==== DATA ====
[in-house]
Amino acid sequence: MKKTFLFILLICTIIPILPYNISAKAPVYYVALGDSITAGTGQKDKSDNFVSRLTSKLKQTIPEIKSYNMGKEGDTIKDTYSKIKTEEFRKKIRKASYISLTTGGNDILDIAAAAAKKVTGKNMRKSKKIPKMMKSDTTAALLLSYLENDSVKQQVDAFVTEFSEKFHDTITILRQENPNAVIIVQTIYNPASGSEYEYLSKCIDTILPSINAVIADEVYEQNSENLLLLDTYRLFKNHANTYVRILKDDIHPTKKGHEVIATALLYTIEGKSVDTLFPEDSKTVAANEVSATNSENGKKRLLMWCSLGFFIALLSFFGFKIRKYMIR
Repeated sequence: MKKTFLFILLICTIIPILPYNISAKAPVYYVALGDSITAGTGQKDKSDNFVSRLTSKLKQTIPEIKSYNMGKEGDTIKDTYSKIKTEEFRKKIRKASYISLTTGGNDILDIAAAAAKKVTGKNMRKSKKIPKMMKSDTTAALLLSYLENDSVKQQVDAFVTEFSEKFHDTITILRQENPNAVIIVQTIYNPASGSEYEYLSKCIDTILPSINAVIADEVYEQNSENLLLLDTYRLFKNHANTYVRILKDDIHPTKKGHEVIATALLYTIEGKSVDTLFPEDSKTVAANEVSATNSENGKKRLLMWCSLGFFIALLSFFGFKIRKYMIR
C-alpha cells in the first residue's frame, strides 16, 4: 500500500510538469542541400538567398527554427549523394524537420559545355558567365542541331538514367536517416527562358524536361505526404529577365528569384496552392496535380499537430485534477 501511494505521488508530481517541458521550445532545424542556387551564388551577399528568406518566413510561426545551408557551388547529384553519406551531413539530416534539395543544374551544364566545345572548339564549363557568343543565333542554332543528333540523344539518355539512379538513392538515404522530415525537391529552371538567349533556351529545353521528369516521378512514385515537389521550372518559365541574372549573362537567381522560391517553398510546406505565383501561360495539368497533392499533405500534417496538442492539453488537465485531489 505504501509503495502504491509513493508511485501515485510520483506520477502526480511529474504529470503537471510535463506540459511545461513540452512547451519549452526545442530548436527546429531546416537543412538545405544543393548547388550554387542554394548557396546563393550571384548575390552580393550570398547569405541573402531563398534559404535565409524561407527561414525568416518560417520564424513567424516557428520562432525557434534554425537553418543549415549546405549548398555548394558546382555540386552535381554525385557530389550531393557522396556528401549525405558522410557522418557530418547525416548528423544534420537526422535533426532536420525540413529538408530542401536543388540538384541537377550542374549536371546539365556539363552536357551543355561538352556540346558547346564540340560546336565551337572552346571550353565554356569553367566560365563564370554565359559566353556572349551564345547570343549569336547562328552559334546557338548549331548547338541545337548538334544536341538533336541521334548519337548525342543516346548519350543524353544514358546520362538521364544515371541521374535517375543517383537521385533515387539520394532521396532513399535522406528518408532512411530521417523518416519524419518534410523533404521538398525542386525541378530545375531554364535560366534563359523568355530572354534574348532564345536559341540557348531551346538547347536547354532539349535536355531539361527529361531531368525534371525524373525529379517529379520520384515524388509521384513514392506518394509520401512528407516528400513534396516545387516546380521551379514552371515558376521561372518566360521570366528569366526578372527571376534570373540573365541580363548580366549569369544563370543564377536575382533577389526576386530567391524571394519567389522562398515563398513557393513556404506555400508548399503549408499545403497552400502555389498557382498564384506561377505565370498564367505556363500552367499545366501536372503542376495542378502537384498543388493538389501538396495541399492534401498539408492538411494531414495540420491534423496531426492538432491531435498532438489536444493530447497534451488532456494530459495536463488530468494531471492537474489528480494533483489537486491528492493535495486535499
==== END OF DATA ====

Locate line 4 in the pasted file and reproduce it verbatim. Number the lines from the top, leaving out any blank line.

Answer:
C-alpha cells in the first residue's frame, strides 16, 4: 500500500510538469542541400538567398527554427549523394524537420559545355558567365542541331538514367536517416527562358524536361505526404529577365528569384496552392496535380499537430485534477 501511494505521488508530481517541458521550445532545424542556387551564388551577399528568406518566413510561426545551408557551388547529384553519406551531413539530416534539395543544374551544364566545345572548339564549363557568343543565333542554332543528333540523344539518355539512379538513392538515404522530415525537391529552371538567349533556351529545353521528369516521378512514385515537389521550372518559365541574372549573362537567381522560391517553398510546406505565383501561360495539368497533392499533405500534417496538442492539453488537465485531489 505504501509503495502504491509513493508511485501515485510520483506520477502526480511529474504529470503537471510535463506540459511545461513540452512547451519549452526545442530548436527546429531546416537543412538545405544543393548547388550554387542554394548557396546563393550571384548575390552580393550570398547569405541573402531563398534559404535565409524561407527561414525568416518560417520564424513567424516557428520562432525557434534554425537553418543549415549546405549548398555548394558546382555540386552535381554525385557530389550531393557522396556528401549525405558522410557522418557530418547525416548528423544534420537526422535533426532536420525540413529538408530542401536543388540538384541537377550542374549536371546539365556539363552536357551543355561538352556540346558547346564540340560546336565551337572552346571550353565554356569553367566560365563564370554565359559566353556572349551564345547570343549569336547562328552559334546557338548549331548547338541545337548538334544536341538533336541521334548519337548525342543516346548519350543524353544514358546520362538521364544515371541521374535517375543517383537521385533515387539520394532521396532513399535522406528518408532512411530521417523518416519524419518534410523533404521538398525542386525541378530545375531554364535560366534563359523568355530572354534574348532564345536559341540557348531551346538547347536547354532539349535536355531539361527529361531531368525534371525524373525529379517529379520520384515524388509521384513514392506518394509520401512528407516528400513534396516545387516546380521551379514552371515558376521561372518566360521570366528569366526578372527571376534570373540573365541580363548580366549569369544563370543564377536575382533577389526576386530567391524571394519567389522562398515563398513557393513556404506555400508548399503549408499545403497552400502555389498557382498564384506561377505565370498564367505556363500552367499545366501536372503542376495542378502537384498543388493538389501538396495541399492534401498539408492538411494531414495540420491534423496531426492538432491531435498532438489536444493530447497534451488532456494530459495536463488530468494531471492537474489528480494533483489537486491528492493535495486535499